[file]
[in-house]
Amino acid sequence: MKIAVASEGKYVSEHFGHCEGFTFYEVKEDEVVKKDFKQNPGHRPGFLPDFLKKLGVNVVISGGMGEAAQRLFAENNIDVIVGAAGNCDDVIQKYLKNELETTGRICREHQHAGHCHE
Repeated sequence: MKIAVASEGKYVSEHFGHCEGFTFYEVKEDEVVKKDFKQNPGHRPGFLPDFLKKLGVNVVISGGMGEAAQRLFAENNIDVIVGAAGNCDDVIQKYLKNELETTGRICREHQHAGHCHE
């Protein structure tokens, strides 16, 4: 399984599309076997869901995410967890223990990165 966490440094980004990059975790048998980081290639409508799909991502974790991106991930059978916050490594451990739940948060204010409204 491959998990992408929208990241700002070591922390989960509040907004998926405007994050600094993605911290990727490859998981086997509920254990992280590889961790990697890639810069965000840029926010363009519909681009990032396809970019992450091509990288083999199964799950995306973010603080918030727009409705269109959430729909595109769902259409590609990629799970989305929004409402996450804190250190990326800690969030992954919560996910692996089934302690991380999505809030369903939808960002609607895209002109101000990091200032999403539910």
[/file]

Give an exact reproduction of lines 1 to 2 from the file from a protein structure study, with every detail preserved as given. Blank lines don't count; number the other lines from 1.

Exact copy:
[in-house]
Amino acid sequence: MKIAVASEGKYVSEHFGHCEGFTFYEVKEDEVVKKDFKQNPGHRPGFLPDFLKKLGVNVVISGGMGEAAQRLFAENNIDVIVGAAGNCDDVIQKYLKNELETTGRICREHQHAGHCHE